This week at the BUILD conference, Microsoft announced that Power BI custom visuals will soon be available as charts with Excel. You’ll be able to choose a range of data within an Excel workbook, and pass those data to one of the built-in Power BI custom visuals, or one you’ve created yourself using the API.
David’s point is that you can bring in R charts, but it extends to more than that.
Since the load was taking longer than expected, we examined the sys.dm_exec_requests DMV while load was running, and saw that there was a fair amount of latch contention on various pages, which wouldn’t not be expected if data was being loaded via a bulk API.
Examining the statements being executed, we saw that the JDBC driver uses sp_prepare followed by sp_execute for each inserted row; therefore, the operation is not a bulk insert. One can further example the Spark JDBC connector source code, it builds a batch consisting of singleton insert statements, and then executes the batch via the prep/exec model.
It’s the power of bulk insertion.
IF a column contains mostly NULLs, then depending on the data type, you can achieve space savings by using the SPARSE property (documentation here). SPARSE columns can be used with filtered indexes to theoretically reduce storage space and increase query performance. But there are a boatload of gotchas, such as issues with query plan caching (filtered indexes), and the fact that if you use SPARSE columns, neither the table or indexes can have any form of compression (the documentation is clear about not supporting table compression, but does not mention index compression being an issue – but it is).
As the documentation clearly states, when converting a column from non-sparse to sparse, the following steps are taken:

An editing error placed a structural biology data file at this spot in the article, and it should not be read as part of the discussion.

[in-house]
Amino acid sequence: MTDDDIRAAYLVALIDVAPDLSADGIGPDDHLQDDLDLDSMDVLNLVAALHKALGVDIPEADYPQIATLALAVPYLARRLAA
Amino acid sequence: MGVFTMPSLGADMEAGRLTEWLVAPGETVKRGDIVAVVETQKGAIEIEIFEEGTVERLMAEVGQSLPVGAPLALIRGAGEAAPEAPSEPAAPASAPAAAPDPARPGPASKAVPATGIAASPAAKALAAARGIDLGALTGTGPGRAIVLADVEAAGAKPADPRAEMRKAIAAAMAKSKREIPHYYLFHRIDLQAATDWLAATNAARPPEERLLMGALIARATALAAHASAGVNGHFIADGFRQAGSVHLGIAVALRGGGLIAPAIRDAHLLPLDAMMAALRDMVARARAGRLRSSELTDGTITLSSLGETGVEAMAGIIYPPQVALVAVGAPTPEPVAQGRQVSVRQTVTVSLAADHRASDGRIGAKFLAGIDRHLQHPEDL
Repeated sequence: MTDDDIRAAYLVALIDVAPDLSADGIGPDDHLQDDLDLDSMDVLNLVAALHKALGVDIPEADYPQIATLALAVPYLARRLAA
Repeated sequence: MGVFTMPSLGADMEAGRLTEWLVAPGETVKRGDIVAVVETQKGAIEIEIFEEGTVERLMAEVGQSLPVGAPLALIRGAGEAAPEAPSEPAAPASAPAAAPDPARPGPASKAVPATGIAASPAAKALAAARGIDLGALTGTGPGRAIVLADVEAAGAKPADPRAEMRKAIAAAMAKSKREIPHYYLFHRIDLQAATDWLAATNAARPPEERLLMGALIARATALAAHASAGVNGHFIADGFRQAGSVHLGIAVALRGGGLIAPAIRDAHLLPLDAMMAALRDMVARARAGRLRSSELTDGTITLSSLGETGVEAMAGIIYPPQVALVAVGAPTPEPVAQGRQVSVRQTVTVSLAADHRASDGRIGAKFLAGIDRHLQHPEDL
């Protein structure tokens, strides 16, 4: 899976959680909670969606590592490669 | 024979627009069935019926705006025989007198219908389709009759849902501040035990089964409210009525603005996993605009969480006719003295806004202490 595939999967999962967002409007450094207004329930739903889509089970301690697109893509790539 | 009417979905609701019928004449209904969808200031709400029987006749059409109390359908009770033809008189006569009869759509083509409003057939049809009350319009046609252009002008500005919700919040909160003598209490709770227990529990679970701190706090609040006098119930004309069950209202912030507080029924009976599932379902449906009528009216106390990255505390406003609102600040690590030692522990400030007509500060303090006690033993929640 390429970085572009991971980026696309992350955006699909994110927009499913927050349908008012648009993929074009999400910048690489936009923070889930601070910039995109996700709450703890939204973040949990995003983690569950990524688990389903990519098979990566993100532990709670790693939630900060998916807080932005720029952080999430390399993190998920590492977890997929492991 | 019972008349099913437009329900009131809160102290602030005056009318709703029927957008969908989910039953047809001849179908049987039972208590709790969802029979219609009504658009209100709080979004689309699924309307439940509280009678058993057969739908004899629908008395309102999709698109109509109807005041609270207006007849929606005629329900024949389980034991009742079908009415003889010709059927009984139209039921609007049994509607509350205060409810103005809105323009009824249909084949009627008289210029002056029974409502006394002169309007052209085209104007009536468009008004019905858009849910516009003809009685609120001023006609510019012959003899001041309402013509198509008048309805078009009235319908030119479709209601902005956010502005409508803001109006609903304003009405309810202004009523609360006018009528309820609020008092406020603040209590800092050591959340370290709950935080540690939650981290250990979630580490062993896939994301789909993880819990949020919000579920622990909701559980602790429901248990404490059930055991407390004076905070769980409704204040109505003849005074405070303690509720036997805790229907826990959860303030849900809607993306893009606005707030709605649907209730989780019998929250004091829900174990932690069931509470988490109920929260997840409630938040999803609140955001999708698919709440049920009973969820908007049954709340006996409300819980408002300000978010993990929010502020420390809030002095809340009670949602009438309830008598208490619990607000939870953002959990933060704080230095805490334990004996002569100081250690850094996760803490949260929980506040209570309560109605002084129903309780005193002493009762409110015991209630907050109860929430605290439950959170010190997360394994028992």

- Adds a new column to the table in the new storage size and format
- For each row in the table, updates and copies the value stored in the old column to the new column
- Removes the old column from the table schema
- Rebuilds the table (if there is no clustered index) or rebuilds the clustered index to reclaim space used by the old column
For large tables with even a few columns that you wanted to convert to SPARSE, this process would take forever, because you must do this for each column you want to convert.
I don’t like sparse columns at all, but I do like the rest of Ned’s options.
Catalog Browser first displays the reference mapping in the context of the environment named DEV_Person. DEV_Person is a Catalog Environment that contains a collection of Catalog Environment Variables.
Catalog Browser next displays the reference mapping in the context of the SSS Connection Manager named AdventureWorks2014.OLEDB that consumes the Reference between the DEV_Person environment and the Load_Person.dtsx SSIS package. Note that this Reference Mapping is displayed as <Property Name> –> <Environment Variable Name>, or “ConnectionString –> SourceConnectionString”. Why? Catalog Browser is displaying the Reference Mapping from the perspective of the Connection Manager property.
The third instance of Values Everywhere is shown in the Package Connection References node. Remember, a reference “connects” a package or project to an SSIS Environment Variable (learn more at SSIS Catalog Environments– Step 20 of the Stairway to Integration Services). From the perspective of the reference, the reference mapping is displayed as <Environment Variable Name> –> <Property Name>, or “SourceConnectionString –> ConnectionString”. Why? Catalog Browser is displaying the Reference Mapping from the perspective of the Reference.